-Not really that different as it was yet another year spent writing, traveling, meeting people, learning new things and enjoying life. Career-wise it was a great year: I wrote 30 long or medium-length articles for various publications, served as an assistant in a journalistic book project, did fact-checking for the United Nations Association’s Global Agenda book and got selected as a Quality Hunter by Finnair out of 2,000 applicants. So I can’t complain! But oh, I did turn the big 3-0 this summer, the number I had been dreading for years! So that was something different. But I’m still here, still kicking and having fun, so I guess it wasn’t that bad after all. 🙂  They say 30 is the new 20, and I believe that wholeheartedly. 😉

5. What song characterizes 2011 for you?

Benjai’s Trini for sure! Bring on the carnival spirit!

6. What was the best party of 2011?

Carnival in Trinidad & Tobago! It was one week of non-stop partying, as I wrote in my old blog:

“My personal favorite was the Veil breakfast party, which started at 4 a.m. on Sunday morning and went on until noon the next day (yes, the Trinis do party 24/7 during carnival!). Not many parties are more fun than those where you dance outdoors to the beats of great Soca songs, and watch the sun rise out of the horizon. Finally at noon, sunburned and all partied-out, you get home and just crash. It’s then that you know that you’ve really made the most out of your carnival, like a true Trini.”

A big thank you to my Trini friends for showing me how the islanders party it up! You have to see it to believe it.

Besides the carnival partying, there were also some epic nights in New York, Havana, Guyana’s Georgetown, Warsaw and many other places.

7. Did 2011 bring any new favorites to you? Bands, movies, food, songs, cities…?

So many! I loved all the Soca songs from carnival and I still listen to many of them weekly. Aside from Benjai’s Trini song that I mentioned above, I also grew to like this year’s Carnival Road March winner, Machel Montano’s Advantage. In the beginning of the carnival week I wasn’t a big fan, but then by the end of the week I was singing along to the frantic tune with everyone.

After spending nearly a month in Cuba I was also converted into a huge fan of Reggaeton/Cubaton. This song was playing non-stop in Havana’s bars and streets and car radios.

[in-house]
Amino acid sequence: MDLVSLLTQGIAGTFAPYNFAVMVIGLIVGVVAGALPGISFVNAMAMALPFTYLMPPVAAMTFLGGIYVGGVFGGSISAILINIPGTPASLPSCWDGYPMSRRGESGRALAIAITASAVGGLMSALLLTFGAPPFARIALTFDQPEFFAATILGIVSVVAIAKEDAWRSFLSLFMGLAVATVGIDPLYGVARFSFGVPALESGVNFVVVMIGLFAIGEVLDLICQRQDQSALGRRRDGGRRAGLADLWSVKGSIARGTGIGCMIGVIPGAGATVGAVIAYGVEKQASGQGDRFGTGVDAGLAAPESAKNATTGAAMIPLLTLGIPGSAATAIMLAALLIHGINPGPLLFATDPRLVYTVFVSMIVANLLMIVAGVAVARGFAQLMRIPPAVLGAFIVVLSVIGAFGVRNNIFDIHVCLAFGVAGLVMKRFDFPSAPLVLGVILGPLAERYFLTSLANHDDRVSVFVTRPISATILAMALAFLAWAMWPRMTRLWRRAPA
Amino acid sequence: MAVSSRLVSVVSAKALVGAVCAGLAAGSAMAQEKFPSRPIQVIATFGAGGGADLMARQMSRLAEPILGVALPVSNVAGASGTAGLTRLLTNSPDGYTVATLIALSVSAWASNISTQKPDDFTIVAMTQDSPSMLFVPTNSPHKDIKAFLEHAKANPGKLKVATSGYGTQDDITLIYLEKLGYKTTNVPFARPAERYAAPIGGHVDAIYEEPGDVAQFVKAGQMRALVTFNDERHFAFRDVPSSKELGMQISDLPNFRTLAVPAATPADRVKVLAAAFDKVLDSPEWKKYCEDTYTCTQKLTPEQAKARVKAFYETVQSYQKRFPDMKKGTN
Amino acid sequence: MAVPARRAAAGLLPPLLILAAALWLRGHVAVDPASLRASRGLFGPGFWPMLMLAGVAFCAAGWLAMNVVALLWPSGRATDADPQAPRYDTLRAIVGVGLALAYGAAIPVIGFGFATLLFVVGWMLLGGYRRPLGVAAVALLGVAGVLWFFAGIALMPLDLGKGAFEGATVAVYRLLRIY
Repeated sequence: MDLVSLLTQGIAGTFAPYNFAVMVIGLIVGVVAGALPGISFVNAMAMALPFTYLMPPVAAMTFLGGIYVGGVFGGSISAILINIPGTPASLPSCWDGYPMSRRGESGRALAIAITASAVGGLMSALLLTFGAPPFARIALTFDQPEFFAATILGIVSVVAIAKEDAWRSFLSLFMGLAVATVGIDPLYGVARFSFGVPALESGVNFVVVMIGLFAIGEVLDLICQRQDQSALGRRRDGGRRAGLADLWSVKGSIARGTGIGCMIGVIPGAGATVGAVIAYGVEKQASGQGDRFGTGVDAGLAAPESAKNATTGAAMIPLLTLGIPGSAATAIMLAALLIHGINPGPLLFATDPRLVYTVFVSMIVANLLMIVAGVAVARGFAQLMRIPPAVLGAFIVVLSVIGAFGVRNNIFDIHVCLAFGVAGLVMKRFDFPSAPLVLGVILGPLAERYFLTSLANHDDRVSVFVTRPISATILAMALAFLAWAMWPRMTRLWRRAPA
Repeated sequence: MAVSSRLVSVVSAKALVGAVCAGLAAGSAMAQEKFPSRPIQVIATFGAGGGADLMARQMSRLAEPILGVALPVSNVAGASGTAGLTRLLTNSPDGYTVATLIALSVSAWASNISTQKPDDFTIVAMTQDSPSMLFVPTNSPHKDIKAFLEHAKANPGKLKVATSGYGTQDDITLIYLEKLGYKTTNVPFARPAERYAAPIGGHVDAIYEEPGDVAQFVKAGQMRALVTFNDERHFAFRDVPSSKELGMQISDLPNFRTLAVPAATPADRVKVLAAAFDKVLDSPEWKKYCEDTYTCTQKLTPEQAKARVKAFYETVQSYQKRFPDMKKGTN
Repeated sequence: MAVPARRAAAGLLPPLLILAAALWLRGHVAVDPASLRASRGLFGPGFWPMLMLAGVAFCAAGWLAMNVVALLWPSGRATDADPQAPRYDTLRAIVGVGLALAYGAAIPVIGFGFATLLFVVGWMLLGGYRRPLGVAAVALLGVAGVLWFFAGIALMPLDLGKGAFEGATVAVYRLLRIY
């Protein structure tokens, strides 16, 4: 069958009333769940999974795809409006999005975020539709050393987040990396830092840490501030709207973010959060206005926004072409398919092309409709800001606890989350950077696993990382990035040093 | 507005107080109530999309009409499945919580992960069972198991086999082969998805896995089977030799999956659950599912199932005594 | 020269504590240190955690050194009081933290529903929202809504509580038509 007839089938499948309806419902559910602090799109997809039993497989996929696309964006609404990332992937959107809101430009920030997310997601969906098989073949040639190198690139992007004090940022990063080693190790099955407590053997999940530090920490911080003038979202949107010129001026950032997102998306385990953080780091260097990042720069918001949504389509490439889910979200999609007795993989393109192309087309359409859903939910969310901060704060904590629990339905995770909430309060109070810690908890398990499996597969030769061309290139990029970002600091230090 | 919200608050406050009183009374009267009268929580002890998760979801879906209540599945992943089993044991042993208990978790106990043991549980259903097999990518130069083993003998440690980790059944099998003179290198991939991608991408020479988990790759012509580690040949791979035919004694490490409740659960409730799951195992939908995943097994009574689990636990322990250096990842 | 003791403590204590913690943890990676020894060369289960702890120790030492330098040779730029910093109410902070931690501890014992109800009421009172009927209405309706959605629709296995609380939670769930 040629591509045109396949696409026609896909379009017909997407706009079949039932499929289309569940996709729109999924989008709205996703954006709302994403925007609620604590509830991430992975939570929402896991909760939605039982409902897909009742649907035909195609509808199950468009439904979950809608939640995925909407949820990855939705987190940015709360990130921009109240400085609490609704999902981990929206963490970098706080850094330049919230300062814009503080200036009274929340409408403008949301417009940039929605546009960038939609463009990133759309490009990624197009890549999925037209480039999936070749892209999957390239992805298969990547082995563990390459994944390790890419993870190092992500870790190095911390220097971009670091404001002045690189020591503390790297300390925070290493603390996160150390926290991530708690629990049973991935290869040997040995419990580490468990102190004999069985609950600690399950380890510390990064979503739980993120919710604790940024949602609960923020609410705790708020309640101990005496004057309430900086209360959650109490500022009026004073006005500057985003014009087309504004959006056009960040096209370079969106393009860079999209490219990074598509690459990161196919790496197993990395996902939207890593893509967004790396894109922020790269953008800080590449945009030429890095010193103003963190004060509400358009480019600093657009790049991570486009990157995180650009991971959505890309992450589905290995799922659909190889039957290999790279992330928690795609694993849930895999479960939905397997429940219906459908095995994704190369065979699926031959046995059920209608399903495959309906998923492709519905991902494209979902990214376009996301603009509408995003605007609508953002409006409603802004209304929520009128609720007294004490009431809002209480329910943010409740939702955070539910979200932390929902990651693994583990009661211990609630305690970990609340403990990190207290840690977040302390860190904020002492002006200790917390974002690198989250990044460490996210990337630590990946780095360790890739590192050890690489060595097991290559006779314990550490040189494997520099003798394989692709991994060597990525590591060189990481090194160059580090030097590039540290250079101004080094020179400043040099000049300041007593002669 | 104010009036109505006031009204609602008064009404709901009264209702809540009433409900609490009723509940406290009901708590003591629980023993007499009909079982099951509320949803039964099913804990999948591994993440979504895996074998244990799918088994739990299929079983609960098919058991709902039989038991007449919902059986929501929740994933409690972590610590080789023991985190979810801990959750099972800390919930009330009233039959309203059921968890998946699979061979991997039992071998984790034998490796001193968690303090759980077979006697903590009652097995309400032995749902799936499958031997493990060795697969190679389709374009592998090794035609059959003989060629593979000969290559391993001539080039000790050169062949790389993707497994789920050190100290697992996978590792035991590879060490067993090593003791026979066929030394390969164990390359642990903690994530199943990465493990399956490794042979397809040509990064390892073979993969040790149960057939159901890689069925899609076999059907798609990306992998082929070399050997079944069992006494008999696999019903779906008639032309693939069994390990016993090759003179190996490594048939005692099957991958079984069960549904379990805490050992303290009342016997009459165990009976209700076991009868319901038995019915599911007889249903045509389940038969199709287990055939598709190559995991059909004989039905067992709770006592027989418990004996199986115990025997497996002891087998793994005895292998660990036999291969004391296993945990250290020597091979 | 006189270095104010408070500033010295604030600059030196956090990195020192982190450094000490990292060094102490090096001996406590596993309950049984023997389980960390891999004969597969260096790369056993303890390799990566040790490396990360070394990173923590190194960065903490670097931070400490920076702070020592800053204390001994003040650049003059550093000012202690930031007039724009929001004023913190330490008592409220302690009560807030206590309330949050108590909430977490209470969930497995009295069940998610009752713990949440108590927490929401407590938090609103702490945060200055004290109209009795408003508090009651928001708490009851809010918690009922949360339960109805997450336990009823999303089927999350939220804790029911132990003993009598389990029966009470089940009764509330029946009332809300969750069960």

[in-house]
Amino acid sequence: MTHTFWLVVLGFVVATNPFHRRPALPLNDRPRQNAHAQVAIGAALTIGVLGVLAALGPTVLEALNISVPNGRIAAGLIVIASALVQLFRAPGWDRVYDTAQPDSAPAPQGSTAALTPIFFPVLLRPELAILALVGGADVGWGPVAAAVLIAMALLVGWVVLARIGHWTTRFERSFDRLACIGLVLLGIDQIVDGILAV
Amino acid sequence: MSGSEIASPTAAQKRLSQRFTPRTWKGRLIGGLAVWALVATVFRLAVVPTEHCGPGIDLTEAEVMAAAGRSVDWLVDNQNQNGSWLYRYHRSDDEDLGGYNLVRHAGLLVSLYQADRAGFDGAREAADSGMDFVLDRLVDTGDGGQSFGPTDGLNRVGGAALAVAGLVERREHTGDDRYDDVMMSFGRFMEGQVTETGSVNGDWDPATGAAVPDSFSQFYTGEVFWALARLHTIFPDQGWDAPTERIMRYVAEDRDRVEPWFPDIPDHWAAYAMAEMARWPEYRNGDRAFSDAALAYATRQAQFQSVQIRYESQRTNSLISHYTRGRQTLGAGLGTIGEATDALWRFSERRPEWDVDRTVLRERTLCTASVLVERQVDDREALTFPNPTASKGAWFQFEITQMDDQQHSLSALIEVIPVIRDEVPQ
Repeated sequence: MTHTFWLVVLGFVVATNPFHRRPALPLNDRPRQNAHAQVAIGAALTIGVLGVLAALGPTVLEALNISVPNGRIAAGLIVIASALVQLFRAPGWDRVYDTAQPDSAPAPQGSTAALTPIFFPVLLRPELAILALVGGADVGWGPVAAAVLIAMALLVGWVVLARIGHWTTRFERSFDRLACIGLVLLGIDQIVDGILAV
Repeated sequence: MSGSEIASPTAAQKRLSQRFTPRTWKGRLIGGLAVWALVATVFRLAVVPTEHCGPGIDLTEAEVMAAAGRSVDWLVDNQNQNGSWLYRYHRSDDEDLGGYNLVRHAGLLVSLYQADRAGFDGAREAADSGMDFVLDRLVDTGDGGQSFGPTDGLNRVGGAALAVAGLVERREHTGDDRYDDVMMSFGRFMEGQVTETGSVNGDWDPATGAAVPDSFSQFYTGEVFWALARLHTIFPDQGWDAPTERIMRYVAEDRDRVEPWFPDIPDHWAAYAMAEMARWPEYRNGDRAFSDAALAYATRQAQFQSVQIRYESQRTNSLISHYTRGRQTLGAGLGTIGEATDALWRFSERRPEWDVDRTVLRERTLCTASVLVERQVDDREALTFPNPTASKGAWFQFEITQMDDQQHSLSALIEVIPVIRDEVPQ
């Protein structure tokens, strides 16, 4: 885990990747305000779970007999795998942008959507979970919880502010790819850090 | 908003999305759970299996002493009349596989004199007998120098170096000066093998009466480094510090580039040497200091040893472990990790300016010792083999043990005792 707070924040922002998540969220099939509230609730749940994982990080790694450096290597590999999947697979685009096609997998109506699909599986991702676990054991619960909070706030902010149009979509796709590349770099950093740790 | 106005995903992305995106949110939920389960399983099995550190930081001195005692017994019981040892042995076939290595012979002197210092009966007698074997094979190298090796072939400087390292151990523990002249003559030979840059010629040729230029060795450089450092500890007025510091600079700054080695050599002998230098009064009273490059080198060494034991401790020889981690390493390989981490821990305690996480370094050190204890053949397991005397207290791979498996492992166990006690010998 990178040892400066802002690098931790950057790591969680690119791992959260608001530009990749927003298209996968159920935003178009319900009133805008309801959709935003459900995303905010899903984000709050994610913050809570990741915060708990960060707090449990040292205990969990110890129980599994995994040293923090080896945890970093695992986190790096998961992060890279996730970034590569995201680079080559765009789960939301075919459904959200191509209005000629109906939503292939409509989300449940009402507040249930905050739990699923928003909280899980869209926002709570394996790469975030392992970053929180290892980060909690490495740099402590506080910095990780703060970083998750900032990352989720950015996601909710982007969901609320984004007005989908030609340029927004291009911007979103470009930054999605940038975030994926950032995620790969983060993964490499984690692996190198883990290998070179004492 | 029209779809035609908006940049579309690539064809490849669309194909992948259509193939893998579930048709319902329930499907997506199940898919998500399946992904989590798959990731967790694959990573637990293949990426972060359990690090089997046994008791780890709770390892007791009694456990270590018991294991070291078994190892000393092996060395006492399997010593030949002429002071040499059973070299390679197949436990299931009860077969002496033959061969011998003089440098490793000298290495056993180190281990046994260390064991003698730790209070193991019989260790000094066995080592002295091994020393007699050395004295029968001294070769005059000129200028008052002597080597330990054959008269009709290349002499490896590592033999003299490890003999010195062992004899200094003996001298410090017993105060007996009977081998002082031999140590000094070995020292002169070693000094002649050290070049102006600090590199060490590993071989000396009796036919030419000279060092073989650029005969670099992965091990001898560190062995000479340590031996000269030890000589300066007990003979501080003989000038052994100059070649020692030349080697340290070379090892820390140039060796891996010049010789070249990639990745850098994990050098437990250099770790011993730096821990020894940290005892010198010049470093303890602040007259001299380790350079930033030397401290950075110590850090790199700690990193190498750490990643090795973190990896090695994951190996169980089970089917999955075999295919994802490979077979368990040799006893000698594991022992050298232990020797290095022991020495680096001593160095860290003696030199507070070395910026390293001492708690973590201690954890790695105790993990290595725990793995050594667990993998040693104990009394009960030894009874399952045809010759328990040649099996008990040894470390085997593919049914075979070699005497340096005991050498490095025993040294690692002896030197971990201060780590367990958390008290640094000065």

Another Spanish-language favorite is “Tu Angelito” by Chino y Nacho. It brings back so many memories of my unforgettable month in Cuba, and always makes me feel like dancing. I think I was probably a Latina in my previous life (although the fact that I’m totally salsa-challenged would speak against that…).

8. Did you travel anywhere in 2011?

The question is more like where did I not travel to this year… I spent the first few months of the year home in New York, then took off on a tour of the Caribbean and Central America. During the 2.5 months I visited Trinidad & Tobago, Guyana, Jamaica, Cuba, Mexico, Belize and Guatemala. The schedule may seem a bit rushed, but I had visited the last three of those countries before as well and only passed by Mexico and Belize quickly. Then it was back to New York for a bit, before taking off to Finland for the summer.

In the end of the year I was selected as one of Finnair’s eight Quality Hunters, and thus spent the last few months of the year flying around the globe and blogging about it. I flew about 15 flights in seven weeks, so needless to say I was a little sick of planes and airports by the end of the project! Hah. During October and November, I visited India, Romania, Germany, the US, Japan, Poland and Holland. Thus for the month of December I decided to stay put in Finland and avoid all things related to traveling. But I’m over my travel exhaustion now and ready for new adventures in 2012!

9. Would you wish for 2012 to be anything like 2011?
-My routine answer to this question is, “In some ways.. but I hope it’s an improved version! :)”

10. So overall, how was 2011 for you?
-Unforgettable, fun-filled, busy, challenging, ever-changing and full of surprises. No two months were alike but each month I had at least a few moments when I thought , “I’m really happy right now.” So it’s safe to say it was a great year!

What about you guys? How was 2011 for you?